I once read that one of the most important jobs of a CEO was to hire the right customers. I liked the concept because we rarely think of “hiring” customers. Too often we just assume that a customer with money to spend is exactly the target market – but this is wrong.
First think about a typical hiring process for employees which includes steps like: create the job posting, post the job, review resumes, interview selected applicants, narrow the field, choose the best one, negotiate compensation, and make the offer. At the most basic level, we are trying to figure out two things:
- Can they help the company solve a problem?
- Will the person afford the company a reasonable rate of return (with a salary in line with the market)?
Now think about the [somewhat different] steps a company takes to hire customers. The company seeks a market in which it can compete more effectively than the competition, develops a solution to meet the market need, markets their solution, converts leads to opportunities to deals, and supports the customer. Again, at the most basic level, the company is trying to:
- Generate cash to fund operations (stay solvent)
- Achieve a superior rate of return (better than other investment options)
Because the market is dynamic, with shifting needs and economics, achieving these two goals is challenging. In my discussions with clients, I notice that many of them achieve cash flow (#1) but sacrifice rate of return (#2). The diagrams below help explain the problem.
The lower left circle represents current competencies. The upper right represents how the product will change to carry out your strategic vision. The problem arises when customers and prospects with unique needs create demand for changes to the products and services you offer (these changes become distractions). If your company hires this customer, they will accomplish #1 while sacrificing #2. To satisfy cash flow needs companies sometimes hire “distraction” customers. Naturally, the risk in this scenario is that hiring this kind of customer reallocates valuable/scarce resources away from your strategy. (Which means you will achieve the strategy later, which lessens your rate of return.)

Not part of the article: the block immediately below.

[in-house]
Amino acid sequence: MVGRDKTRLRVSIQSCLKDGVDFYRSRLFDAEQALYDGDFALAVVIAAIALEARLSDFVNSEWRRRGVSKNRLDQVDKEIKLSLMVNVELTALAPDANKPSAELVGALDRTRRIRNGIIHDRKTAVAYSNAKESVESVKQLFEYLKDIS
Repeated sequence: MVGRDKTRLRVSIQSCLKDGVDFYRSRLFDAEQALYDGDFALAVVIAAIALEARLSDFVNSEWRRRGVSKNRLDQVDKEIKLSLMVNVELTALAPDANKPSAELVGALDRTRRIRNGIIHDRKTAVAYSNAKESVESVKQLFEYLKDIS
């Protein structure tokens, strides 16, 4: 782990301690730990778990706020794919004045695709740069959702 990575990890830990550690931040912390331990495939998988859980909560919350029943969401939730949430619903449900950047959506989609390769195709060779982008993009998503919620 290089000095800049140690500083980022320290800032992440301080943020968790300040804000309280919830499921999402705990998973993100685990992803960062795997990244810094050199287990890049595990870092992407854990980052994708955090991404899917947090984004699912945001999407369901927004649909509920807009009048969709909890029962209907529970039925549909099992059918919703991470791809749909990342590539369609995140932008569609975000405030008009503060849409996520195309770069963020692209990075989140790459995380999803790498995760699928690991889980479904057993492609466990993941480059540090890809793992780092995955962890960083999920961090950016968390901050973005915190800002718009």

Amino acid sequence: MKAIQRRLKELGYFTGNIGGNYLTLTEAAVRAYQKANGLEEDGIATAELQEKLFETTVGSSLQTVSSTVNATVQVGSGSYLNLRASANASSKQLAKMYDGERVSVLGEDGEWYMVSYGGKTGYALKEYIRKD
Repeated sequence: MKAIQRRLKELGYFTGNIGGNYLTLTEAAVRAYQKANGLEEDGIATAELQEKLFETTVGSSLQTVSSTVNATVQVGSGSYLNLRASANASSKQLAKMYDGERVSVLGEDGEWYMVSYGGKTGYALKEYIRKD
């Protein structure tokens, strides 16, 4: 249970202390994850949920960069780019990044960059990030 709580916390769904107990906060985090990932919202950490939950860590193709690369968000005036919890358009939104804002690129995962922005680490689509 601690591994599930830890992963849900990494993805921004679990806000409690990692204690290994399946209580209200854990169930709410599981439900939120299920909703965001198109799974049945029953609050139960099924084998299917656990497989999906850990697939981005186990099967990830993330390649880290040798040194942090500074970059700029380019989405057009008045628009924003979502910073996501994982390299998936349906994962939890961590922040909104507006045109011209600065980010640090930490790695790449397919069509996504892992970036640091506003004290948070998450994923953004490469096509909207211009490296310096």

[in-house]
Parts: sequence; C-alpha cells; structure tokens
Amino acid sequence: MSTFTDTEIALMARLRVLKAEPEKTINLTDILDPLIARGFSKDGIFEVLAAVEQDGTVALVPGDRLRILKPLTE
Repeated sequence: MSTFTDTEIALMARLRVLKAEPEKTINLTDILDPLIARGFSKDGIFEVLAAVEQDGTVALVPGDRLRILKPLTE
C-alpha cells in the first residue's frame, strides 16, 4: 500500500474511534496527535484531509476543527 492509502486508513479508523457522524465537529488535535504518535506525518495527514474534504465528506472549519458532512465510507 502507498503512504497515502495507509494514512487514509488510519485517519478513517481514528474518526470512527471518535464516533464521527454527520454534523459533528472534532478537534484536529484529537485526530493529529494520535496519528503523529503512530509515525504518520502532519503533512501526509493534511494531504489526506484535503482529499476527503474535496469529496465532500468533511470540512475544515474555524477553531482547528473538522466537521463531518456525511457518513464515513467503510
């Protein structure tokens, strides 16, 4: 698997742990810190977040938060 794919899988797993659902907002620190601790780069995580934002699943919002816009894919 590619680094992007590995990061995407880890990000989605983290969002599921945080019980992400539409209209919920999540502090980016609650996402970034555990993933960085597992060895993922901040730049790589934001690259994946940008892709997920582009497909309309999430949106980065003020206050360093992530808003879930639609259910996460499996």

The solutions are obvious, though not necessarily easy.
- Turn down the deal and maintain focus on your strategic vision. Decide that the temporary “win” is a long-term loss. This action should also cause your company to re-examine its sales and marketing strategy. Letting a deal get to this stage means there is mis-alignment upstream which must be corrected or else your customer acquisition costs will increase as your teams pursue the wrong customer. Better to pursue fewer of the right customers than to celebrate more meetings with the wrong ones.
- Change your strategy as you recognize that the “distraction” is actually a more promising strategic objective. In this option, your company will acknowledge that the customers/prospects are NOT unique and instead represent a market opportunity.
- Accept the deal with the devil and satisfy the distractions to get the cash. (Note: in limited markets or for struggling companies, this may be the only option.) If you are forced into this corner, make the deal less bitter by charging more so the returns are acceptable.
The pivot point is that hiring the right customers helps ensure organizational alignment and efficiency. The right customers help alignment because product development efforts either serve current or strategic needs and they help efficiency because marketing, sales, product management, and support teams spend less time supporting non-strategic goals.